October 25, 2023
Campania is a region in southern Italy known for its rich history, rugged coastlines, ancient ruins, and delicious cuisine (think Margherita pizza, creamy pastries, and buffalo mozzarella). Its capital city of Naples and famous sea-side towns such as Sorrento, Amalfi, and Positano tend to shine in the spotlight. But when overpopulated summer getaways become anything but exciting and the bustling capital is too much for your senses to handle, plenty of lesser-known destinations deserve a second look. Discover five hidden gems in Campania worth exploring on your next Italian getaway.
Vietri sul Mare
Skip overly-populated Positano and Amalfi and head to Vietri sul Mare, a small town on the Amalfi Coast. Known for its beautiful ceramics, it is often called the "Ceramic Town" and perched on a hillside overlooking the Tyrrhenian Sea, offering breathtaking coastal views without crowds and condensed streets. Vietri sul Mare is famous for its traditional hand-painted ceramics, which have been produced in the town for centuries, and can be found for sale in many shops and boutiques that line the streets. Aside from its ceramics, Vietri's charming historic center is a must-see. The Church of San Giovanni Battista, located in the main square, dates back to the 10th century and is adorned with beautiful ceramic artworks. Like Positano, Vietri offers crystal clear water-lined beaches where visitors can relax and soak up the sun. Marina di Vietri is the main beach in town and is a popular spot during the summer months. If you're feeling like a splurge, book a sunbed at Crestarella.
Although not a city but rather a national park, I recommend exploring Mount Vesuvius and its surroundings if you have a day or two to spare after visiting Naples or neighboring coastal villages. Typically only seen from a distance, Mount Vesuvius is a treasure full of stunning landscapes, rich flora, and breathtaking views, rising nearly 1,300 meters above sea level. The Vesuvius National Park consists of 11 paths for a 54 km walkway that is done solo or with a tour. Surprisingly, after a morning in mother nature, the volcanic terrain is home to various vineyards on the slopes. In Campania, wine production has a long history dating back centuries. Despite its lack of fame compared to other wine regions in Italy, Campania is now emerging as a popular destination for wine enthusiasts. The favorable climate and volcanic soil make the region well-suited for viticulture. Cantina del Vesuvio Winery by the Russo Family is worth a visit.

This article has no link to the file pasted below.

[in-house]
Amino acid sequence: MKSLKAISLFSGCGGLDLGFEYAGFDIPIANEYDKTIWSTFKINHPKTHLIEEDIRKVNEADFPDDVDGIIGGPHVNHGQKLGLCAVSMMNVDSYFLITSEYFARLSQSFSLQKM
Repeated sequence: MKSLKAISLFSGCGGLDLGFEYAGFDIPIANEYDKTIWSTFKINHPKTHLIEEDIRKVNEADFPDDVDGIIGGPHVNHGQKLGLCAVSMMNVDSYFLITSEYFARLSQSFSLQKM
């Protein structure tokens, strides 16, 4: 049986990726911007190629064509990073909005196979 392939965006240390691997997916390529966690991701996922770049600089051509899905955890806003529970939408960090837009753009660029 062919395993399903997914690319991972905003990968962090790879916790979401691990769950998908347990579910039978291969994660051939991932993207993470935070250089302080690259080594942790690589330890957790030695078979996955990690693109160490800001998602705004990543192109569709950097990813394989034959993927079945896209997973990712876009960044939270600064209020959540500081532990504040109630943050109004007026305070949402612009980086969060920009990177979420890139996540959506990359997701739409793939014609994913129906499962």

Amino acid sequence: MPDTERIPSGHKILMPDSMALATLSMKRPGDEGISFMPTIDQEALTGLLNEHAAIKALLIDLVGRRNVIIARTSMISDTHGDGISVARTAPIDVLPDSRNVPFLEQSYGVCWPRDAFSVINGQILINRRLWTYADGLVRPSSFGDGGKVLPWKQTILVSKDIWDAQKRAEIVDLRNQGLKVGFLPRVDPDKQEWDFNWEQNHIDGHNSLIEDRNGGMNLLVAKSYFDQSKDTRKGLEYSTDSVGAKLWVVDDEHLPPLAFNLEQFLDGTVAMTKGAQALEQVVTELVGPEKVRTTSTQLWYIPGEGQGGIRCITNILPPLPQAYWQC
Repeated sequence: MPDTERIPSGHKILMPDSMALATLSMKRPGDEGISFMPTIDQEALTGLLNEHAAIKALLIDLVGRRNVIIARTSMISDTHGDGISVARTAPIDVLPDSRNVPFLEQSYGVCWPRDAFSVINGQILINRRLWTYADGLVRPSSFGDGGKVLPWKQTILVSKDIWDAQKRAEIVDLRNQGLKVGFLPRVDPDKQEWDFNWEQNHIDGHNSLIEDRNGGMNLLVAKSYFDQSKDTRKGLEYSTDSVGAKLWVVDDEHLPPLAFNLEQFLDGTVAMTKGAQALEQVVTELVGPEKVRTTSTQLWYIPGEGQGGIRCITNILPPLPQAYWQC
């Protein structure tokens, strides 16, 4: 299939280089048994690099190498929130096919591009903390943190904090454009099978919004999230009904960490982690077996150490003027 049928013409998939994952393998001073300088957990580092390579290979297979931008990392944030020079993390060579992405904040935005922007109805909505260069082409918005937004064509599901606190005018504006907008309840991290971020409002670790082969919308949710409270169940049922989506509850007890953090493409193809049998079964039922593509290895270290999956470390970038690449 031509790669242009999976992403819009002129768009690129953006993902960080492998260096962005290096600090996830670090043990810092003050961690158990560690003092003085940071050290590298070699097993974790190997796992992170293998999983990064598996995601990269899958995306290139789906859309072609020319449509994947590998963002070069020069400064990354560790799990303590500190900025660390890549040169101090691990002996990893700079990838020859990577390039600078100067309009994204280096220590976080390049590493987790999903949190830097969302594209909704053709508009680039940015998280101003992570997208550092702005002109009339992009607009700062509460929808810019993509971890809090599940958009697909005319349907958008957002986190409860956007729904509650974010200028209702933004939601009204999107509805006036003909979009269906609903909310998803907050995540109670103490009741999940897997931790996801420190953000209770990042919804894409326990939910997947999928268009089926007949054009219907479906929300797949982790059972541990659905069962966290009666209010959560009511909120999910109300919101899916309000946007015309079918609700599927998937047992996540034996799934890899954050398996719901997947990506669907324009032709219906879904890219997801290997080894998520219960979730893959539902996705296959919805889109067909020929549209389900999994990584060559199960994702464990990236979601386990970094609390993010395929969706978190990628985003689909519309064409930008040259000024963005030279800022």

Did you know Italy's smallest town is in Campania, specifically along the Amalfi Coast? Atrani, home to nearly 900 residents, is made for those looking to experience the authentic southern Italian coastal life that is peaceful and relaxing. Despite its small size, Atrani has notable landmarks, stunning beaches, and mouth-watering cuisine that will make you want to stay for a four-day weekend. The Church of San Salvatore de' Birecto dates back to the 10th century and is decorated with beautiful frescoes in the center of town. Atrani's beaches are reachable on foot, and the views are some of the best along the Amalfi Coast.
Located in the Bay of Naples and typically overlooked by glitzy Capri and easy-living Ischia, Procida is the smallest island of the bunch and my favorite. Known for its colorful houses and picturesque landscapes, the island has increased in popularity after being voted Italy's Capital of Culture in 2020, yet it remains unique and secluded. Being an Island, Procida is perfect for a long weekend summer holiday thanks to its beautiful beaches and charming atmosphere. Still, I love to explore this vibrant gem in the off-season, like October or early April. Start the day in Procida's main harbor, Marina Grande, where visitors can watch fishermen bring in their daily catches and mend their nets, providing a glimpse into the island's traditional way of life. Get lost exploring Via Roma, Procida's main drag, where there are local shops and quaint bars where you can eat a conventional island breakfast: espresso with Lingua di Suocera, which translates to "Mother-in-law's Tongue," a pastry filled with cream special to the village. After breakfast, head to the beach (I love Spiaggia Chiaia) or explore Palazzo D'Avalos, Procida's palace, and Marina Coricella, the island's oldest fishing village.
South of Naples on the border of Italy's southern region Basilicata, Cilento is a geographical region in the Campania, known for its picture-worthy coastline, numerous villages, mesmerizing crystal blue waters, and unspoiled nature. The area is home to the Cilento and Vallo di Diano National Park, a UNESCO World Heritage Site, which is an important protected area for wildlife and rare plant species and occupies over 70% of Cilento's landmass. The shoreline of Cilento is dotted with charming towns and fishing villages, such as Acciaroli, Agropoli, Castellabate, and Palinuro to name a few. These towns offer a peaceful and laid-back atmosphere, with beautiful sandy beaches and waters that make you feel like you're in the middle of Sardinia or the Maldives.
In addition to its natural beauty, Cilento is known for its rich cultural heritage if you want a non-sandy excursion. It has a long history dating back to ancient times, and visitors can explore archaeological sites, such as the temples of Paestum, Roman ruins, and medieval castles.
Explore more of our travel blogs here.
Words and Photographs by Gabriela R. Proietti